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L = {w#x | w,x ∈{0,1}∗ and Turing Machine Mw with input x visits every non-end state at least once}

I believe this problem is undecidable.

My proof would consist of me reducing L to a Halting Problem; however, the structure of these proofs seem incosistent and inconclusive. I would appreciate if I could have some constructive feedback.

My understanding of the proof:

  1. Create R which decides L
  2. Construct algorithm S, which decides Atm (which we reduce to L)
  3. Contradiction because Atm is undecidable

This is the skeleton to most Turing Machine dicidibility related proofs I have read on the internet.

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  • $\begingroup$ I suggest reviewing other similar proofs that were given in class. $\endgroup$ – Yuval Filmus Jun 26 '17 at 15:32
  • $\begingroup$ unfortunately as i said the structure of these proofs seem incosistent and inconclusive $\endgroup$ – Peter Bangert Jun 26 '17 at 15:53
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    $\begingroup$ You need to reduce the halting problem to $L$: you're saying that, if I could decide $L$, I could decide the halting problem for Turing machines. You seem to know what you need to do, so go ahead and do it: figure out a way of deciding the halting problem using a supposed ability to decide $L$. $\endgroup$ – David Richerby Jun 26 '17 at 17:44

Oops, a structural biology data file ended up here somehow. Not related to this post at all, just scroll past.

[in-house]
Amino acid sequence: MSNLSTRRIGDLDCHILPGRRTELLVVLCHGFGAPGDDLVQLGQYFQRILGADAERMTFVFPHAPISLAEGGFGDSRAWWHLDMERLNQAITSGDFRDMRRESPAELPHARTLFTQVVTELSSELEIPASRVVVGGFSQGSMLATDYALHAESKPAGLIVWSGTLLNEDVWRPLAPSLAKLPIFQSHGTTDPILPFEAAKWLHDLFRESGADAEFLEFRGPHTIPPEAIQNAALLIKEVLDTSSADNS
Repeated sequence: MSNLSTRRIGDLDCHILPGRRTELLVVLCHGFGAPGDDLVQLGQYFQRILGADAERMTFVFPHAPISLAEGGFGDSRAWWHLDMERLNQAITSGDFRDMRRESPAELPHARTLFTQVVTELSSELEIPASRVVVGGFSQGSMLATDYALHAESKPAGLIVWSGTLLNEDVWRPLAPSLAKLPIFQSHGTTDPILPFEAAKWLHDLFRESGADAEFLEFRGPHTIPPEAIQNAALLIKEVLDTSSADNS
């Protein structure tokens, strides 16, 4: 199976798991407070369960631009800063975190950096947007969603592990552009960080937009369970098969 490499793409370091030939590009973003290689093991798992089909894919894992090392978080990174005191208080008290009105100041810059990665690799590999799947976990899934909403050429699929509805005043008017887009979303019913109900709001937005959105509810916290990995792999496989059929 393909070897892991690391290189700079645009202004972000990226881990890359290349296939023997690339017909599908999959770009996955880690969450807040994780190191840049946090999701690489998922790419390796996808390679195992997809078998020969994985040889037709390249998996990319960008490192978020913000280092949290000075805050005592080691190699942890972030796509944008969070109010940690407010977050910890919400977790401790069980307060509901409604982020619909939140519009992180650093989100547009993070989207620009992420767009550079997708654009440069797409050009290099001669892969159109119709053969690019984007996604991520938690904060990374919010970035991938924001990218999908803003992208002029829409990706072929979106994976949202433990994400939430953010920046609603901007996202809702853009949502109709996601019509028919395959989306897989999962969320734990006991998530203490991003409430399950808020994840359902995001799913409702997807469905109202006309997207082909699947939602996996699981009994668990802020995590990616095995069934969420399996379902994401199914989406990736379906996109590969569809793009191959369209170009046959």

• $\begingroup$ "reducing L to a Halting Problem" does not allow you to state anything about the decidability of $L$. You need to reduce in the opposite direction. $\endgroup$ – chi Jun 26 '17 at 18:04
  • $\begingroup$ @chi, reduction to Halting problem leads to undecibility of initial problem, which is needed to be shown. $\endgroup$ – rus9384 Jun 26 '17 at 20:47
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It's undecidable because you could use it to decide halting.

Because the number of states in a Turing machine is finite you can enumerate all $2^n$ combinations of possible non-end states. Run the algorithm against all of them.

If the algorithm returns yes for a group of states that includes an original end state then the machine halts.

Halting problem is undecidable so the algorithm cannot be executed by a Turing machine.

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